Respondent filed a motion to dismiss for lack of jurisdiction and to strike as to section 6013(e). Petitioner opposes respondent's motion. The issue for decision is whether this Court has jurisdiction to determine whether a shareholder is entitled to innocent spouse relief under section 6013(e) in a corporate level proceeding controlled by the S corporation audit and litigation procedures contained in section 6241 et seq.

Discussion

The S corporation audit and litigation procedures were enacted by Congress in 1982 in order to provide a method for unified treatment of subchapter S items among the shareholders. Subchapter S Revision Act of 1982, Pub. L. 97-354, sec. 4(a), 96 Stat. 1691-1692; see Dial USA, Inc. v. Commissioner, 95 T.C. 1, 1-2 (1990); S. Rept. 97-640, at 25 (1982), 1982-2 C.B. 718, 729. Except as otherwise provided by regulations, the tax treatment of subchapter S items will be determined in one unified proceeding at the corporate level as opposed to individual proceedings at the shareholder level. Sec. 6241; Eastern States Casualty Agency v. Commissioner, 96 T.C. 773, 775 (1991).

The procedures for determining subchapter S items are based upon certain categories of the unified partnership audit and litigation provisions contained in section 6221 et seq. Sec. 6244. The unified partnership procedures (subchapter C of chapter 63) were added to the Code by section 402 of the Tax Equity and Fiscal Responsibility Act of 1982, Pub. L. 97-248, 96 Stat. 648. Section 6244 provides that except to the extent modified or made inapplicable by regulations, the partnership provisions which govern the judicial determination of partnership items and those that relate to partnership items are generally made applicable to subchapter S items. Eastern States Casualty Agency v. Commissioner, supra at 775-776.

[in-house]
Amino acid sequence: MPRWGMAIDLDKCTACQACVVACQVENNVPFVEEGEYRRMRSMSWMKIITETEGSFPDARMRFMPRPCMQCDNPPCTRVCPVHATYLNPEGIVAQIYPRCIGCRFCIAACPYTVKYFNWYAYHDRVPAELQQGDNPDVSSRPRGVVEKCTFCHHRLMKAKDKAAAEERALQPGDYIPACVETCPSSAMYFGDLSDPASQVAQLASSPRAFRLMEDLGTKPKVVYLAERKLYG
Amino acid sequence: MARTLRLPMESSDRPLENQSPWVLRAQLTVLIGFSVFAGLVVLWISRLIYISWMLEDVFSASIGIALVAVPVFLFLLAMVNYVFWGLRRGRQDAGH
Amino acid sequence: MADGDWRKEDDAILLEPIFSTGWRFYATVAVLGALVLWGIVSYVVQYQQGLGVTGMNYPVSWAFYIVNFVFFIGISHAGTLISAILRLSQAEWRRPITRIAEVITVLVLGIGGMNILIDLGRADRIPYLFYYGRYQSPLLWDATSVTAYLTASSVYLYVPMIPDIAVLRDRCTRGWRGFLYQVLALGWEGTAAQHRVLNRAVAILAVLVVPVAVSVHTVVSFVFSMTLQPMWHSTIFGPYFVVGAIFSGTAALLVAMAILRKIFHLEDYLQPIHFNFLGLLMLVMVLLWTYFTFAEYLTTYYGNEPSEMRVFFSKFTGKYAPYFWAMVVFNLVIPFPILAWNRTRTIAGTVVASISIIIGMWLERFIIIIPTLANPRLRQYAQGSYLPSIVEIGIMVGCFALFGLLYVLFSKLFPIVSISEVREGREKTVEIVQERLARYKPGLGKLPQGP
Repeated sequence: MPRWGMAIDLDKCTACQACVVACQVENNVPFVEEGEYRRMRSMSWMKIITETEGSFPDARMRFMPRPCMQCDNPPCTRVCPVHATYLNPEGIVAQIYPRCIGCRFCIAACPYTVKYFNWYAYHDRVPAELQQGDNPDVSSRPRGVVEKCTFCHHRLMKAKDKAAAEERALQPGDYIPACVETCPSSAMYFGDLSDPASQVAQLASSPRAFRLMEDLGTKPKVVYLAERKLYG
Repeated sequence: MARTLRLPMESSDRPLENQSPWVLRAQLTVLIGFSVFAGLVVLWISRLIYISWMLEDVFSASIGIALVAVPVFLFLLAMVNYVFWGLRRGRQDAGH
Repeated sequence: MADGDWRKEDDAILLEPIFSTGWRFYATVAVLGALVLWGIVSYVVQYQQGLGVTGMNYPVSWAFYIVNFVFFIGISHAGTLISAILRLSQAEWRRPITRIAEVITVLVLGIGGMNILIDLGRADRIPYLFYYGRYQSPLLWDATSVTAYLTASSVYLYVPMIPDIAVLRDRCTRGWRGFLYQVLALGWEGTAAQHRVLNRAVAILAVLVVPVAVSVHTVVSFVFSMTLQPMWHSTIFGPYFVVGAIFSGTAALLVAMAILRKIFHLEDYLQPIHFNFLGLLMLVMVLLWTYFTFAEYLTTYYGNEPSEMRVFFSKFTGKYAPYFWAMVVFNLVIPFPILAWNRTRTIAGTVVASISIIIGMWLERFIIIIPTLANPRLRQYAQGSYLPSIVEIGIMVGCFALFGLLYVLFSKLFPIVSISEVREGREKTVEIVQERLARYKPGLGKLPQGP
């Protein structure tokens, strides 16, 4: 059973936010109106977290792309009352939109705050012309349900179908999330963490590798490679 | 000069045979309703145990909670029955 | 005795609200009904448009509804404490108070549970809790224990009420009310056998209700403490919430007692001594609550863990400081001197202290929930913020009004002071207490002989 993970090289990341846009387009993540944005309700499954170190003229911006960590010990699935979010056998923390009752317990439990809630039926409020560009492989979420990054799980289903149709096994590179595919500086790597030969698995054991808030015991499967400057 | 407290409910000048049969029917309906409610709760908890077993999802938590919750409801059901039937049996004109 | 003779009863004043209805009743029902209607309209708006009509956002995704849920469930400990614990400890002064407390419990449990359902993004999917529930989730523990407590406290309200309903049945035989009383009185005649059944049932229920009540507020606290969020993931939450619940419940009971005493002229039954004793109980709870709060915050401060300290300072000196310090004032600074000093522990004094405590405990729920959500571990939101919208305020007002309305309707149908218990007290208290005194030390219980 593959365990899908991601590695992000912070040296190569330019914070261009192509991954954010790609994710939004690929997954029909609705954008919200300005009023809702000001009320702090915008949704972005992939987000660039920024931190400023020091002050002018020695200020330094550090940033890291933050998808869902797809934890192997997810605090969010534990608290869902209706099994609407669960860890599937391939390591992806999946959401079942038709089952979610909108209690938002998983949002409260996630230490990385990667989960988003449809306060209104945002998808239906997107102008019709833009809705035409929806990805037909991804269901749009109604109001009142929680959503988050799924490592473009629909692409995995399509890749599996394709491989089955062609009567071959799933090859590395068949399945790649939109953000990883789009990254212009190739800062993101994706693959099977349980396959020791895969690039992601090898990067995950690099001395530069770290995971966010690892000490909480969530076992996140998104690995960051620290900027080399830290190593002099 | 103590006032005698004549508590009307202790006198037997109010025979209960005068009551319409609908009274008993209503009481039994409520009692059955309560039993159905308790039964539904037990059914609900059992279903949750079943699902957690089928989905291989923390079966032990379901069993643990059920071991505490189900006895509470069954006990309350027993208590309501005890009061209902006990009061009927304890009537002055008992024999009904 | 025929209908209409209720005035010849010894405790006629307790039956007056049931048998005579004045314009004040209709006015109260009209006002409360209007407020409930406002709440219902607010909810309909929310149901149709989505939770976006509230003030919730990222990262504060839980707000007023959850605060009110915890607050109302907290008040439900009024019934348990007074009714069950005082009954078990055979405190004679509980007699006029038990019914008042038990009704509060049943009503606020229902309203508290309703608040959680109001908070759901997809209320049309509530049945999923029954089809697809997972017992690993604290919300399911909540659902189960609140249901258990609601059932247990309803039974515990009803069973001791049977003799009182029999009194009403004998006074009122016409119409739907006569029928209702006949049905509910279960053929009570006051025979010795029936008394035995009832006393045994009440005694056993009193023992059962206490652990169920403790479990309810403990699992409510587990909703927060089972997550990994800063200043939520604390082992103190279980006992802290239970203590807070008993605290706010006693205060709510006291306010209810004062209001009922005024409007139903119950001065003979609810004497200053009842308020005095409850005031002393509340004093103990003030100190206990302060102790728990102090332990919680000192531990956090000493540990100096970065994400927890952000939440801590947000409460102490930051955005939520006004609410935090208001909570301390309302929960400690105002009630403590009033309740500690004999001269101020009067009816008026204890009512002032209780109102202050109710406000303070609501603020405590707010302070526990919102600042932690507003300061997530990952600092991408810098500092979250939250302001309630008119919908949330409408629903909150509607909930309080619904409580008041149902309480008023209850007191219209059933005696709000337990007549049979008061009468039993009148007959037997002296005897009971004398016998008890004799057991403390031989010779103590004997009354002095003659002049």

A subchapter S item is defined as "any item of an S corporation to the extent regulations prescribed by the Secretary provide that, for purposes of * * * [subtitle F of the Code (Procedure and Administration)], such item is more appropriately determined at the corporate level than at the shareholder level." Sec. 6245. Pursuant to section 301.6245-1T(a), Temporary Proced. & Admin. Regs., 52 Fed. Reg. 3003 (Jan. 30, 1987), subchapter S items are those "items which are required to be taken into account for the taxable year of an S corporation under subtitle A of the Code". See University Heights v. Commissioner, 97 T.C. 278, 281 (1991). For purposes of classifying an item as a subchapter S item, it is irrelevant whether such item is determinable by information actually available at the corporate level. The critical factor underlying such classification is whether the corporation was required to make the determination for its taxable year in question under subtitle A of the Code. Dial USA, Inc. v. Commissioner, supra at 4; sec. 301.6245-1T(a), (c)(1), Temporary Proced. & Admin. Regs., supra. In this connection, the regulations set forth a list of subchapter S items that may be determined in a corporate level proceeding. The innocent spouse defense under section 6013(e) is not included in this list.

Respondent asserts that because the innocent spouse defense under section 6013(e) is not a subchapter S item which may be determined in a corporate level proceeding, this Court lacks jurisdiction in the present case to consider petitioner's innocent spouse claim. Petitioner concedes that the innocent spouse claim under section 6013(e) is not a subchapter S item. Petitioner contends, however, that pursuant to section 6244, section 6226(f) confers jurisdiction on this Court to determine her innocent spouse claim because such claim relates to "the proper allocation of subchapter S items among the shareholders."